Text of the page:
Your are viewing a read-only archive of the old DiS boards. Please hit the Community button above to engage with the DiS !
I've seen a lot of praise for this label and the compilation albums they've put out - any recommendations?
But the best is Personal Space: Electronic Soul 1974-1984, at least from what I've heard. So much good stuff on that label though, it's impossible to keep up.
But it's not on Número I don't think.
It's on Chocolate Industries (which is Numero distributed) and was compiled by Dante Carfagna and Rob Sevier who are both heavily involved with Numero (Rob Sevier is one of the guys who set the label up).
Totally great comp - if it had come out on Numero it would have been one of their best releases
Anyway you should get it, it's great.
But it doesn't surprise me. Personal Space certainly seems like the sort of thing Número would put out.
keep seeing all their comps but no idea where to start, they all seem pretty great
They release a really mixed bag of stuff, but specialise in compilations of obscure soul labels and rare self-released music from the 60s and 70s.
I would recommend:
016 Home Schooled
A wild compilation of soul singles made by bands of kids trying to capitalise on the success if the Jacksons in the 60s.
Two of the Wayfaring Strangers series of obscure folk:
018 Guitar Soli
Which is solo guitar stuff in a John Fahey kind of mode, and
008 Ladies of the Canyon
Which is self released stuff in a Joni Mitchell/Linda Perhacs style
And any of the Eccentric Soul series, each of which focuses on a different (pretty obscure) soul label mainly from the 60s and has an astonishing amount of great stuff you will have never have heard of.
One criticism of he label is pricing. The Minneapolis Soul album mentioned above (Purple Snow) is £30 for 2 CDs which is ridiculous. It is on Spotify though.
Número also do a subscription service if you like their stuff (again not cheap).
most of their stuff here in Canada is a lot cheaper than what other labels are charging. Got a 6LP Syl Johnson box set from them for $60 earlier this year, and most of their 2-3LP comps are in the $25 range which really isn't bad.
thanks for the recommendations, you're the 2nd or 3rd person I've heard recommend that home schooled comp, def need to get on it.
But in a very very good way
In terms of content and presentation there's only really Blood & Fire (RIP) and Analog Africa that can touch them as far as reissue labels go. Their releases are all beautifully presented and Wax Poetics level researched and (like Blood & Fire and Analog Africa) they are totally ethical about tracing the original artists and ensuring they are properly compensated for the use of their music.
As people have said already, the Eccentric Soul series is probably what the label is best known for. You can't really go wrong with any of these (it's amazing how much amazing music went basically completely unnoticed at the time).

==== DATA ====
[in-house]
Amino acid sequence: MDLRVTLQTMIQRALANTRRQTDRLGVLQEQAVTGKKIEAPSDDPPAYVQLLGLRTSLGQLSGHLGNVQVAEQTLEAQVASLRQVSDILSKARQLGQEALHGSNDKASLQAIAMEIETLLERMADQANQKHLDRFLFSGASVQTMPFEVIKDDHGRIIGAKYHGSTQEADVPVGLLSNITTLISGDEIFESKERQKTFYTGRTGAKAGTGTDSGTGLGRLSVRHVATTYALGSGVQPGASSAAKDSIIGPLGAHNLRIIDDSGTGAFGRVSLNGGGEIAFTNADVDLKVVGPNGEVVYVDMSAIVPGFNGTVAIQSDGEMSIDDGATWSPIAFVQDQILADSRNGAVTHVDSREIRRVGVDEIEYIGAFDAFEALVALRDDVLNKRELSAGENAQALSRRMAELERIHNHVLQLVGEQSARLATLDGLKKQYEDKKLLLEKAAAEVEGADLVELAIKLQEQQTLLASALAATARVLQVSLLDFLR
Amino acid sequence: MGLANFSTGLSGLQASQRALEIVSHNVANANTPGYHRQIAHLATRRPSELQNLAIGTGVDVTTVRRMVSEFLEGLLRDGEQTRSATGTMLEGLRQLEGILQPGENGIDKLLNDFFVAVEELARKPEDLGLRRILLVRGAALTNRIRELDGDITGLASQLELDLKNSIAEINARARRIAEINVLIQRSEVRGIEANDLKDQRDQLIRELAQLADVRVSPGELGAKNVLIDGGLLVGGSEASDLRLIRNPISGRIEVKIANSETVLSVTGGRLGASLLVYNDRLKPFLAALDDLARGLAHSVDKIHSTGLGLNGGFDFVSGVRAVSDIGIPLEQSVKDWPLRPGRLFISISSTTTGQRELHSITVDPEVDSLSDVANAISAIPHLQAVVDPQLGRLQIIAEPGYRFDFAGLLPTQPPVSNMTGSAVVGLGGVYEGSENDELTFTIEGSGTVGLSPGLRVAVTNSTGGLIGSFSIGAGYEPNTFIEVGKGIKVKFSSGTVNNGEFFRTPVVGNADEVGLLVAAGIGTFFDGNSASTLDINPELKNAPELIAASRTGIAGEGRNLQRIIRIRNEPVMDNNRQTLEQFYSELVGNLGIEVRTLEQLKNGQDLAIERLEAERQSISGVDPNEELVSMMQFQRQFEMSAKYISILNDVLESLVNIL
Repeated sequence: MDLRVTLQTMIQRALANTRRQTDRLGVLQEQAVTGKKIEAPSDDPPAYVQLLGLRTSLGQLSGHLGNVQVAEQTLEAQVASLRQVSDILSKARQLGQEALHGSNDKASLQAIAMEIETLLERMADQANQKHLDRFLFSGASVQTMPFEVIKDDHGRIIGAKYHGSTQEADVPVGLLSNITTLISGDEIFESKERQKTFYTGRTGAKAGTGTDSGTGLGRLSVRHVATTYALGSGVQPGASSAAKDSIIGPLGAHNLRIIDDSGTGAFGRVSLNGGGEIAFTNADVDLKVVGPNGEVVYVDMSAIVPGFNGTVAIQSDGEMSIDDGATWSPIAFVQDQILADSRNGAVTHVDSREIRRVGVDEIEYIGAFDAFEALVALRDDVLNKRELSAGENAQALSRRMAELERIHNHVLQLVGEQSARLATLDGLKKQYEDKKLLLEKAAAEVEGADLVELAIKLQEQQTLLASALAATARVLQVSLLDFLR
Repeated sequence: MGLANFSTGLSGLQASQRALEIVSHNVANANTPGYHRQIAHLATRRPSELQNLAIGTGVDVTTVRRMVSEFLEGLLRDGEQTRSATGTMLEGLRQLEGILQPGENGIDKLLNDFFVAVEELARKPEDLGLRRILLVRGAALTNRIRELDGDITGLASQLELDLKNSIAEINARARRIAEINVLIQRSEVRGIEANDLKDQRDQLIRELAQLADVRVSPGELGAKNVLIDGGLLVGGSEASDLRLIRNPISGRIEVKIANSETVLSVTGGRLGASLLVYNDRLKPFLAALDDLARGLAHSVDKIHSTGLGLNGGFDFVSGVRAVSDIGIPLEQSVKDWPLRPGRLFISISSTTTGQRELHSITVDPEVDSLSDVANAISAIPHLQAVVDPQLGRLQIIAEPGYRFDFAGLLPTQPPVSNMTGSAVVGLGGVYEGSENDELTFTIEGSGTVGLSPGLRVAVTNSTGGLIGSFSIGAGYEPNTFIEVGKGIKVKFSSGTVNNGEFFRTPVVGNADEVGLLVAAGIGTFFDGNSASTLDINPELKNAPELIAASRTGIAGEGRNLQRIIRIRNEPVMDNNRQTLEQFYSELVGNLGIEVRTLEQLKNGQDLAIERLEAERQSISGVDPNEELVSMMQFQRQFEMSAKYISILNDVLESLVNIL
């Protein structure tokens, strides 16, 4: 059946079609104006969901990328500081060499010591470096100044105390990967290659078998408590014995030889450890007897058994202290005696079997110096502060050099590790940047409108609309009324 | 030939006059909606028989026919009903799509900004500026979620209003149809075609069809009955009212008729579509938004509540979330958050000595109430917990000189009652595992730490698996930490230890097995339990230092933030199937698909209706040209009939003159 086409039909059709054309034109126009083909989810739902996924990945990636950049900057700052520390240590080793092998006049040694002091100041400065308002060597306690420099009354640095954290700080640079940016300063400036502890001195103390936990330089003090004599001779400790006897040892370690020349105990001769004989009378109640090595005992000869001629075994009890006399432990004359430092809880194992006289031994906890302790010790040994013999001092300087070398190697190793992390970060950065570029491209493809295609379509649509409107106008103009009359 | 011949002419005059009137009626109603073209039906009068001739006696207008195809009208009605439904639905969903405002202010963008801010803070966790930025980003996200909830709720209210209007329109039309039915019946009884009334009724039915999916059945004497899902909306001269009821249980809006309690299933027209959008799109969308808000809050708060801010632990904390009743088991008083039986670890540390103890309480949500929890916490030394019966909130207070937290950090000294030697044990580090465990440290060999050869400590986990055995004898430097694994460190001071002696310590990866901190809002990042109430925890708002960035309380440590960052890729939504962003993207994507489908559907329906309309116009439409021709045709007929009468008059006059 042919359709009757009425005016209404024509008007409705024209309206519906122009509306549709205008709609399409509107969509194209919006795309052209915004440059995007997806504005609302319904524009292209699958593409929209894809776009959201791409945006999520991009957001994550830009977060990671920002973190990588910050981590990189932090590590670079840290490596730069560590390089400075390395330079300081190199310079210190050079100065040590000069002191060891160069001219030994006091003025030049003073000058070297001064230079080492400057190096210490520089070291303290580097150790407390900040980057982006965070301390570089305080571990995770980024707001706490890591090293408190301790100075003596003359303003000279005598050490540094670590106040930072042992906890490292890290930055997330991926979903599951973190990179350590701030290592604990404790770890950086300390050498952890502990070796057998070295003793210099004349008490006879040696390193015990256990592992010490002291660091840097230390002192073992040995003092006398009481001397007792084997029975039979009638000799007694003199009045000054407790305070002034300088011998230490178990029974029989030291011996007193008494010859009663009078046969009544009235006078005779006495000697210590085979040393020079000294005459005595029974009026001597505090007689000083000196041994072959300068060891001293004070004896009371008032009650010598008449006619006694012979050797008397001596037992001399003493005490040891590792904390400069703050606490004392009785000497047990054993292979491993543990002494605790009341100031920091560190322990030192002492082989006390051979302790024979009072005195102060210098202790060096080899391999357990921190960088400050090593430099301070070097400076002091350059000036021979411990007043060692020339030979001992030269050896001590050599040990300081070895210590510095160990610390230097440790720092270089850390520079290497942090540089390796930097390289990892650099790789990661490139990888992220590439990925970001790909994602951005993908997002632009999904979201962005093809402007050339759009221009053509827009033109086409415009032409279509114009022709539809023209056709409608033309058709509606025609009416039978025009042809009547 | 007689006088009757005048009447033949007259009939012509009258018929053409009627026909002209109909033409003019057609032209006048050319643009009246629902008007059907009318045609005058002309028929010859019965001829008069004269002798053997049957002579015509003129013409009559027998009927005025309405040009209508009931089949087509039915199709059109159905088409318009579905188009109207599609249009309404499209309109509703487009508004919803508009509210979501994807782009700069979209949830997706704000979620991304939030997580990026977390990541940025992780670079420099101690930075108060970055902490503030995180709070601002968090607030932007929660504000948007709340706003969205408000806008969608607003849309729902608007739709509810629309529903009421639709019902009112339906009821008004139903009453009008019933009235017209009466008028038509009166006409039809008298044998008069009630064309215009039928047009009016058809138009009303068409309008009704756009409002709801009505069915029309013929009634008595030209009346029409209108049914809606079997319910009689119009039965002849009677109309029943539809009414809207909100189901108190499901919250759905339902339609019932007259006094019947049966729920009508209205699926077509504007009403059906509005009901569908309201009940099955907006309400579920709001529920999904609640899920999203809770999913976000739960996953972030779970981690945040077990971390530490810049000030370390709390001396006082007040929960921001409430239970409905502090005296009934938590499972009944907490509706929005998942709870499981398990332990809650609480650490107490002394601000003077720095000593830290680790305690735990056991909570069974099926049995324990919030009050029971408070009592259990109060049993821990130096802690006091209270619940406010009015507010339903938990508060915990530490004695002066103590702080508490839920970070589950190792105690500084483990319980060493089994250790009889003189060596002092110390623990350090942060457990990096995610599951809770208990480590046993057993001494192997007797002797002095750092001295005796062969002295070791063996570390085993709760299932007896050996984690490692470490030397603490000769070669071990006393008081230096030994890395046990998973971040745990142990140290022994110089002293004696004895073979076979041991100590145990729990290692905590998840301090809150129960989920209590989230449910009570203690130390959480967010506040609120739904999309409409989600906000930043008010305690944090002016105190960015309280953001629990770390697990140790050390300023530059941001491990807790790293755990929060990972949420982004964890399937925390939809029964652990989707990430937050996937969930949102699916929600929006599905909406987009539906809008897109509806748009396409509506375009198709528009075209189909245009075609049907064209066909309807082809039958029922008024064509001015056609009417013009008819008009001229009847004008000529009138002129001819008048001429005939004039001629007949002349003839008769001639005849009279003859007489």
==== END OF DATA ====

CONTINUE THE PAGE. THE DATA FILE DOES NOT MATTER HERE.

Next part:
My personal favorites are the Prix label (which includes this tune that was later used in the film Blue Valentine: http://www.youtube.com/watch?v=H8rumyup0Os), The Capsoul label (includes this absolutely perfect song: http://www.youtube.com/watch?v=7gIJwTCdKdA) and the Red Green & Black label.
They do reissues in other areas also (folk, funk, gospel, power pop and more recently post-hardcore) and the same top notch standards are applied to these too. Basically, if they put it out, it will be quality.
Appreciate the comments in relation to the price of some of their releases, but in fairness you aren't just paying for the music, even if that is the most important thing. Also, before the US Postal Services decided to triple international postage costs in 2013, buying directly from them wasn't really that expensive (approx £10 a CD - less if you bought a couple).
Their subscription series is awesome too cos they throw in all sorts of bonus stuff for subscribers.
[Just to confirm, I am not employed by the Numero Group...]
Light in the Attic are up there with them as far as reissue labels go. Everything I have by them is faultless.
Just got their Lee Hazlewood set for Xmas, it is beautiful and superbly documented and amazing.
Now Again is another absolutely ace one and Sublime Frequencies' Indonesian Beats series was (is?) absolutely top drawer as well. (Obviously got a bit hyperbolic above!)
Six or seven albums on vinyl and CD and a huge illustrated history for about fifty quid.
It's a good example of what Numero do - all but forgotten amazing music bundled together and presented in the most amazing way. The only downside is that sometimes their boxsets can feel like a bit of a slog to work through. I like the Titan set, but have struggled to get through absolutely everything that's in it.
And I would certainly buy that box set if I could find it for anything like £50. It's £100 on Amazon and although it's only $80 on the Número website it still adds up to about £100 if you add the postage.
Newcomers should get the two disc 'Complete Syl Johnson on Hi Records' for about £8.
but it must've been in a sale.
Good purchasing tip: Honest Jon's act as a UK distributor so tend to sell the stock cheaper than elsewhere. Case in point: Syl Johnson is £70 there rather than £100 on Amazon: http://www.honestjons.com/shop.php?pid=37637
Shame that Purple Snow is still £30 even at Honest Jons. Seems crazy that a two CD set is £30 and a 6LP and 4 CD set is £70.
as part of Purple Snow though - I imagine the cost of doing that is why it costs so much
is incredible. Sounds like a 60s Portishead in places...
I got this on RSD a few years back and its ace: http://www.discogs.com/Various-Local-Customs-Pressed-At-Boddie/release/2840142
esp. the Wicked Lester track :)